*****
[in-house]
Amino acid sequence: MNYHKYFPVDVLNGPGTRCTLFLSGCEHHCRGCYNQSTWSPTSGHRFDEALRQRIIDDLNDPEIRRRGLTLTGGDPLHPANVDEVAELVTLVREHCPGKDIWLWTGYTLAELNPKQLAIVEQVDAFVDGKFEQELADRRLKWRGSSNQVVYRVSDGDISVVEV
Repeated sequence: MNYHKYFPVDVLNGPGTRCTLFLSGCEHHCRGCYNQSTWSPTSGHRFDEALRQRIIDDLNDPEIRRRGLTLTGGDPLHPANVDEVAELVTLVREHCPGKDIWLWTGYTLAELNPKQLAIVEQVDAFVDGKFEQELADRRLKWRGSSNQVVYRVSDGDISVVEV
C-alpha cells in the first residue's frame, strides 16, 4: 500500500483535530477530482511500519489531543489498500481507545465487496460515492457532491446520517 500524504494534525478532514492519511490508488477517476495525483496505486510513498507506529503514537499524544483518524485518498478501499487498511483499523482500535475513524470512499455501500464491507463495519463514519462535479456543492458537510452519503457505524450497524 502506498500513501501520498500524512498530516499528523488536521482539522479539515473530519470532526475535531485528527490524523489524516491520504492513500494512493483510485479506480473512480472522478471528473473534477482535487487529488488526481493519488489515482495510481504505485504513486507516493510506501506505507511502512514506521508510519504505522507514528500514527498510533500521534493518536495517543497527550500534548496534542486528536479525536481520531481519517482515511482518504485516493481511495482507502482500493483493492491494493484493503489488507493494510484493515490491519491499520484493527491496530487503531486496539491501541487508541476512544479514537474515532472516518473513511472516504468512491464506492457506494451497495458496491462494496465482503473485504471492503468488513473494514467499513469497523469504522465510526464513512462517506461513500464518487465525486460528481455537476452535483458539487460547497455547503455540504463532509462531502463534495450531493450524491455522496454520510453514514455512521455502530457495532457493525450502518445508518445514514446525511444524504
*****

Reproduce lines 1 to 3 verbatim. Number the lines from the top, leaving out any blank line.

[in-house]
Amino acid sequence: MNYHKYFPVDVLNGPGTRCTLFLSGCEHHCRGCYNQSTWSPTSGHRFDEALRQRIIDDLNDPEIRRRGLTLTGGDPLHPANVDEVAELVTLVREHCPGKDIWLWTGYTLAELNPKQLAIVEQVDAFVDGKFEQELADRRLKWRGSSNQVVYRVSDGDISVVEV
Repeated sequence: MNYHKYFPVDVLNGPGTRCTLFLSGCEHHCRGCYNQSTWSPTSGHRFDEALRQRIIDDLNDPEIRRRGLTLTGGDPLHPANVDEVAELVTLVREHCPGKDIWLWTGYTLAELNPKQLAIVEQVDAFVDGKFEQELADRRLKWRGSSNQVVYRVSDGDISVVEV